Vengeance (Review) – More Smug Than It Is Satisfying

DIRECTOR: B.J. Novak

CAST: B.J. Novak, Boyd Holbrook, Lio Tipton, Ashton Kutcher, Isabella Amara, Dove Cameron, J. Smith-Cameron, Eli Abrams Bickel, Issa Rae, Louanne Stephens, John Mayer, Clint Obenchain, Zach Villa

RUNNING TIME: 107 mins

CERTIFICATE: 15

BASICALLY…: A New York podcaster (Novak) travels to Texas to investigate a family murder…

NOW FOR THE REVIEW…

Early on in Vengeance, protagonist Ben (B.J. Novak, also the film’s writer and director), a New York-based journalist, pitches his podcast magnum opus to producer Eloise (Issa Rae). “It’s about America,” he boasts, before proceeding to describe a yet-to-be-told tale to be found within the divide between the so-called “red” and “blue” states, but it soon becomes very clear that he, like many east-coast writers who are a bit too in love with the sound of their own voice, really has no idea what really goes on outside of his bubble.

Not only does this set up the journey that he is about to go on, but it also feels like Novak himself is warning the audience early on that, much like his own lead, he can’t quite find the right balance between sly social commentary, and smug condescension that plays into accepted stereotypes for the amusement of others. His film, therefore, lacks the kind of bite that he wants to aim for, and while it can often be amusing with its bright, if obvious, fish-out-of-water moments, Vengeance isn’t quite as slick or even as smart as it undoubtedly thinks it is.

Ben’s story begins properly when he suddenly receives a phone call from a stranger named Ty (Boyd Holbrook), who tearfully informs him that Ty’s sister, aspiring singer Abilene (Lio Tipton), has died of an apparent drug overdose. Thinking that she was Ben’s girlfriend (in reality, she was just someone that Ben hooked up with one time), Ty insists he travels to a backwater town in Texas for her funeral, where he meets the rest of Abilene’s mourning family. However, Ty has further reasons for dragging Ben into the middle of nowhere, for he believes that his sister was in fact murdered, and wants Ben to help him investigate her death and, if necessary, kill the person responsible. Ben suddenly has a lightbulb moment: this is the story of America that he wants to tell, and with Eloise’s approval he begins recording a podcast about Abilene’s possible murder, which includes diving deeper into the local community, spending time with her family, and showing his mostly liberal audience the everyday quirks of a staunchly conservative nation.

The irony is that Vengeance struggles the most when it tries to comment on the divide that Novak’s character wants to convey. While it is a dark comedy with aspects of crime thriller elements, meaning that certain ideas and portrayals will have a heightened sense about them, the film still manages to indulge in the very stereotypes that it ultimately attempts to subvert. The people in this Texan community, including the family that Ben stays with, are stereotypically conservative-minded: guns are brandished like fashion accessories, Confederate flags are flown at rodeos, almost everyone wears a Stetson and enlarged belt buckle, people wax nostalgic about the Battle of the Alamo as a triumph over the Mexican forces, going to the local Whataburger is a cherished family pastime, and the phrase “bless your heart” forms a daily part of their vocabulary (crucially, though, since perhaps it would have been low-hanging fruit, politics are almost never brought up). It confuses the message slightly, because while Novak is clearly trying to get across the notion that people are more than what everyone assumes them to be, he also plays into stereotypes that people often associate with Texan citizens. The same goes for when he tackles the more self-righteous and egotistical liberal-minded folk, who vapidly throw around phrases like “one-hundred percent” and look down upon those who are less intellectual than they are, but again it feels like although Novak is aware of these faults, he doesn’t really do much to subvert those expectations either. As a result, the film never feels quite sure of what it wants to say, or at least in a way that doesn’t feel condescending or superior.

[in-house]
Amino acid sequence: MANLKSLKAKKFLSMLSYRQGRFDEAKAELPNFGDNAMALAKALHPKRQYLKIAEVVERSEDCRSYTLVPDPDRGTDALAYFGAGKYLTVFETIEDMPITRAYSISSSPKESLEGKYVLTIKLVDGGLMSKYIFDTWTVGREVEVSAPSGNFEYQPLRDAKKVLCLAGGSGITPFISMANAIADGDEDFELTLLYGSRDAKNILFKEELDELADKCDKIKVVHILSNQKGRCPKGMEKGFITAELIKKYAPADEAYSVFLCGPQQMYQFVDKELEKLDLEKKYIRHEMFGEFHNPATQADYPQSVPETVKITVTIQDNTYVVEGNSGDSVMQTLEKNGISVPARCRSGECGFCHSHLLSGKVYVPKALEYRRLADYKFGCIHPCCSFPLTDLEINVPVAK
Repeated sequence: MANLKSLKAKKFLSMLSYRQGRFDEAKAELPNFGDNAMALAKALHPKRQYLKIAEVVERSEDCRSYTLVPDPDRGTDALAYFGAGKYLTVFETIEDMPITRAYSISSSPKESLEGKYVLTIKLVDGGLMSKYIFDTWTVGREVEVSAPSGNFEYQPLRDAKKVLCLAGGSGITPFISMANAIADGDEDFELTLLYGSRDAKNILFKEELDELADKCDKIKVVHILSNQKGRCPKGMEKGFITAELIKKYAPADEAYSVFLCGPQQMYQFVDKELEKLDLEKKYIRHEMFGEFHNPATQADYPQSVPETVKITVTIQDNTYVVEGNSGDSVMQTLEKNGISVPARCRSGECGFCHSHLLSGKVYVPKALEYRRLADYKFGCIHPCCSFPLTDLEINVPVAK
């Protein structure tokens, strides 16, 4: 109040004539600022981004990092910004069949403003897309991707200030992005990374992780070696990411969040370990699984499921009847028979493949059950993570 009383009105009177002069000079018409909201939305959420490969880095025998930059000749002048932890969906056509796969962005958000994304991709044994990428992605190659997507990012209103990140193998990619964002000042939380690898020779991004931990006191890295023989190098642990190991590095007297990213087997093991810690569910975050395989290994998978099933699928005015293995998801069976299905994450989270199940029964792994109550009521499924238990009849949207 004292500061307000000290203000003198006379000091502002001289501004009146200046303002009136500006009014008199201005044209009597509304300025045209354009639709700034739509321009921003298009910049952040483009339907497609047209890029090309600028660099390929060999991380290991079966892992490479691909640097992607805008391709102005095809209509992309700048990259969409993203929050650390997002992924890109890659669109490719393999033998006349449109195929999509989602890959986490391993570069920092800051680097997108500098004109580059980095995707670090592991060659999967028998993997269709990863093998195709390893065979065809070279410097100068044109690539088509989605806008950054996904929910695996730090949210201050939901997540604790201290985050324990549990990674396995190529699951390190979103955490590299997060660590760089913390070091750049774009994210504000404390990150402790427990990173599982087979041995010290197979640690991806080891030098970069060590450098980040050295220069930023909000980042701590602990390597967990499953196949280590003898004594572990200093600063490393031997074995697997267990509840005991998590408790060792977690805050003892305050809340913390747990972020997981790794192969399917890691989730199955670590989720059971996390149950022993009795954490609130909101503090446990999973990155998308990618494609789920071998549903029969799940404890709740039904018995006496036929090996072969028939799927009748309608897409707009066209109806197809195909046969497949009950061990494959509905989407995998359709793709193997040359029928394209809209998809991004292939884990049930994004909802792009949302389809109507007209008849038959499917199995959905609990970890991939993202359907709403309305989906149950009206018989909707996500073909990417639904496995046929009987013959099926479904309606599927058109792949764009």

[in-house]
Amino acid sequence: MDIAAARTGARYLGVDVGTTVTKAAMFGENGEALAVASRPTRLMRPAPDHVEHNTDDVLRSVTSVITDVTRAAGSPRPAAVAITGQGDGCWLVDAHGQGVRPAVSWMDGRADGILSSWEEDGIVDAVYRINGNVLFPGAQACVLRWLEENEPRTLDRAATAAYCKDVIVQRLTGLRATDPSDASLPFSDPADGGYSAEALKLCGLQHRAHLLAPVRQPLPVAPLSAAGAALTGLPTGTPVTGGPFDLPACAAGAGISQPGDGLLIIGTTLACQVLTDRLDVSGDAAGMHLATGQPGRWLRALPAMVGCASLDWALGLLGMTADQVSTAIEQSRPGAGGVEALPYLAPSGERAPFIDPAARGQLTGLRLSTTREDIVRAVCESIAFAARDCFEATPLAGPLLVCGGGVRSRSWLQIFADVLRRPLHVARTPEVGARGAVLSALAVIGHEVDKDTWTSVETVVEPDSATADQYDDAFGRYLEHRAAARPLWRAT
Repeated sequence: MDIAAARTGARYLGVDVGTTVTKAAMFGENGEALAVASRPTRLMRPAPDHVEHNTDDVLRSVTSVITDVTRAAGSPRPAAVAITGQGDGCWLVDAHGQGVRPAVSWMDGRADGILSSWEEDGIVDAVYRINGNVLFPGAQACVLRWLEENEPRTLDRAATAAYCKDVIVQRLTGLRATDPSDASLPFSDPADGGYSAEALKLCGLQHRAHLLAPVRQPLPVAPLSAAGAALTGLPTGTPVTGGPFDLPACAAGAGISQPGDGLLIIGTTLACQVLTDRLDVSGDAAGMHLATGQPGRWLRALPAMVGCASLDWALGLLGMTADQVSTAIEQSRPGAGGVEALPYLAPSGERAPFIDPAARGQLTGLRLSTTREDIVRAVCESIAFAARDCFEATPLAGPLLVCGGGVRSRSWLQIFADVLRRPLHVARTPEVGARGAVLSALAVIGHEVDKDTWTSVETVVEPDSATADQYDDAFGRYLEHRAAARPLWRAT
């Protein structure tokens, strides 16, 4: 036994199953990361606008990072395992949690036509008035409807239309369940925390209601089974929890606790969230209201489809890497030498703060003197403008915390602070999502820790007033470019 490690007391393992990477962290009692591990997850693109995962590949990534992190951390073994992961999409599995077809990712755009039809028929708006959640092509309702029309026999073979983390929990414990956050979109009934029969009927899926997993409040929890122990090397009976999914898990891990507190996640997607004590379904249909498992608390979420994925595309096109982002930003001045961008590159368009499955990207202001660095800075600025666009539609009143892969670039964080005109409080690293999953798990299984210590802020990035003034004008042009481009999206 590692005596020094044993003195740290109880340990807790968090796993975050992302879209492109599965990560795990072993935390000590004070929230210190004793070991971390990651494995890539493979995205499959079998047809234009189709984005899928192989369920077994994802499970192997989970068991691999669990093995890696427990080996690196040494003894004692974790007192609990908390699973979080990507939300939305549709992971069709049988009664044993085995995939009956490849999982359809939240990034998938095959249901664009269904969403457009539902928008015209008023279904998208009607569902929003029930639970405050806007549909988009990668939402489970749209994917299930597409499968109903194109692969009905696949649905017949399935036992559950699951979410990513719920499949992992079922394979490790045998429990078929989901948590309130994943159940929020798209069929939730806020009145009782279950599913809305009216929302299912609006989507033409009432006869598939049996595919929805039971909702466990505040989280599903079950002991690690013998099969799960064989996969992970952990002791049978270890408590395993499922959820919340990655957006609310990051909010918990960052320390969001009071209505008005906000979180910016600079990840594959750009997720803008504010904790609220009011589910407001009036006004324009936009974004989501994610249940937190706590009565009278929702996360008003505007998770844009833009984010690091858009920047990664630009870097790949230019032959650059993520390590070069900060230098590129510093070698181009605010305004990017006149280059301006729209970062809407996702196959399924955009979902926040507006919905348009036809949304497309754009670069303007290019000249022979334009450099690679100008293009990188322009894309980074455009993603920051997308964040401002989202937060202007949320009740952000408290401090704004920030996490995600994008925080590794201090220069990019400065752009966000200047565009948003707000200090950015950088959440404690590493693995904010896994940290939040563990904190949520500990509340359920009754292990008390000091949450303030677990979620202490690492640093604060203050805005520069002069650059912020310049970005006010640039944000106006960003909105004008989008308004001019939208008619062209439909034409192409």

The messages and their executions may be flawed, but when Vengeance does land a few good punches on certain characters and ideas, it can be fairly amusing. Novak, who on-screen just has a knack for playing smug and morally questionable yuppies (see also his break-out character in The Office), does a good job at making you often want to punch this prick, while still being interested enough in him to see his arc through to the end, and as a writer he can get some funny lines out of some exceptionally awkward situations that build on top of each other up to a point. There are plenty of interesting and likeable characters to keep your focus (including Ashton Kutcher as a mysterious record producer, who nearly walks away with the entire film), and when things turn violent, it can be quite brutally so.

If only Novak could stick the landing with what he wants to convey, then Vengeance would have really been something compelling instead of simply decent, if slightly smug about itself.

SO, TO SUM UP…

Vengeance is a darkly comedic thriller that sees writer-director-star B.J. Novak attempt to explore the division in America, but aside from some occasionally amusing moments he is unable to move past some condescending stereotypes that confuse his overall message.

Vengeance is now showing in cinemas nationwide – click here to find a screening near you!

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